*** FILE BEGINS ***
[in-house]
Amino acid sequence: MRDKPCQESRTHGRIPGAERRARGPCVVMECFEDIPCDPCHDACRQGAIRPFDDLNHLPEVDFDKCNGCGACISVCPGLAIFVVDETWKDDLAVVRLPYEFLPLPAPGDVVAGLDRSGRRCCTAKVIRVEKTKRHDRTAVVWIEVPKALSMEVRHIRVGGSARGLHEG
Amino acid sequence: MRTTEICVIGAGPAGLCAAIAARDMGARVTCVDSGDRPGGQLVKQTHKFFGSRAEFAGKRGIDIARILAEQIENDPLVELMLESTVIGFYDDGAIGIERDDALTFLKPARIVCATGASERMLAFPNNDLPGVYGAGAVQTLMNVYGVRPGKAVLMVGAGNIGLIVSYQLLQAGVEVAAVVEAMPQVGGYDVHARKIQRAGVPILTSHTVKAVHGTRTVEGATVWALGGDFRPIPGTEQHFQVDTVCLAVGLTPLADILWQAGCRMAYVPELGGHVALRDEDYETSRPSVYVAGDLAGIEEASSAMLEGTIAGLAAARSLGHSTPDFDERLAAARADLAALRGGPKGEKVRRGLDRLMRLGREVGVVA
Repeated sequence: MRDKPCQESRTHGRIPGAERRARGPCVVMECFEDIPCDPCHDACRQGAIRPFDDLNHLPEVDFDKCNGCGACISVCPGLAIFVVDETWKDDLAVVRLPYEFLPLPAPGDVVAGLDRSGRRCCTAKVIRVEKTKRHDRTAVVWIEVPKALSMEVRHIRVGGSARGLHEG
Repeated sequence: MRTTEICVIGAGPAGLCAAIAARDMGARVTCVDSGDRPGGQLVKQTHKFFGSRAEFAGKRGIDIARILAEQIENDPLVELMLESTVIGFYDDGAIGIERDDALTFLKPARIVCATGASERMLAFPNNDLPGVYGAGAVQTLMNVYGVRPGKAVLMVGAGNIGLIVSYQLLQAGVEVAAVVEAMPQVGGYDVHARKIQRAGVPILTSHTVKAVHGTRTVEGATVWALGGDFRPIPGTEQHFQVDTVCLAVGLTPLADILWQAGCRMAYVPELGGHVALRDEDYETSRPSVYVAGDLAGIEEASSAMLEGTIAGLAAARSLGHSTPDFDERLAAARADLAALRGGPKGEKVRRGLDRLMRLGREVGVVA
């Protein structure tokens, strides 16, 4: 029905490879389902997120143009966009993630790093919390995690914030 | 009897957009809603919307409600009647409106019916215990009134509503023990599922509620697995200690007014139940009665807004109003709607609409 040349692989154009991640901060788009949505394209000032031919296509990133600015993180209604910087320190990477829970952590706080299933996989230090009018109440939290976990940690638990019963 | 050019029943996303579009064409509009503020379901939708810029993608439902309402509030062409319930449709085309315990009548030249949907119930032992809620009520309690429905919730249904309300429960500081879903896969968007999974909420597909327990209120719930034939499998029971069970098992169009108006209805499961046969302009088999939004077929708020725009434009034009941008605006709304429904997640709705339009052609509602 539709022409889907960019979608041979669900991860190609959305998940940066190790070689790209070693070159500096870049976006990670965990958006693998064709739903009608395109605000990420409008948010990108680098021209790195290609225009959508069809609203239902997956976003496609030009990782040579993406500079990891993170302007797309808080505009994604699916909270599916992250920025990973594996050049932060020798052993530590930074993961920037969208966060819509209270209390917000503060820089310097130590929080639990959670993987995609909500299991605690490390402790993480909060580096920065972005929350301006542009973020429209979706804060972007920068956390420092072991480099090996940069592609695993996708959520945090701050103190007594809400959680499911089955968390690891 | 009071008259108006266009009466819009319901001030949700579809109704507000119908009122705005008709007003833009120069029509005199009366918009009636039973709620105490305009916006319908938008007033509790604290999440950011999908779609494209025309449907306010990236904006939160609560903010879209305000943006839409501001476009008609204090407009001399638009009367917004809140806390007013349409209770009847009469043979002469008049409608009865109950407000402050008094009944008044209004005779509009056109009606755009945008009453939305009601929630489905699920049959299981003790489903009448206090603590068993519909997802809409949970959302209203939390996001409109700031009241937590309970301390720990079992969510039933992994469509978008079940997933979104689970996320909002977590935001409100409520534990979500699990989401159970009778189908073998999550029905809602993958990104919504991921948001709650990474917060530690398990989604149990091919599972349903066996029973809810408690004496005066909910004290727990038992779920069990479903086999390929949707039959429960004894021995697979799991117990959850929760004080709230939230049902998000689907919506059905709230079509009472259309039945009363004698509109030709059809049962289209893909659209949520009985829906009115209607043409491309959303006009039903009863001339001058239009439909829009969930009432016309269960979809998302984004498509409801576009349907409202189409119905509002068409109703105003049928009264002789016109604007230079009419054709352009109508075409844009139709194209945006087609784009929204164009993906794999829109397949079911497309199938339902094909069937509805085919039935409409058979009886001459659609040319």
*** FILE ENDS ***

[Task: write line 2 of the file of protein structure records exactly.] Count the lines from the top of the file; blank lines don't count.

Amino acid sequence: MRDKPCQESRTHGRIPGAERRARGPCVVMECFEDIPCDPCHDACRQGAIRPFDDLNHLPEVDFDKCNGCGACISVCPGLAIFVVDETWKDDLAVVRLPYEFLPLPAPGDVVAGLDRSGRRCCTAKVIRVEKTKRHDRTAVVWIEVPKALSMEVRHIRVGGSARGLHEG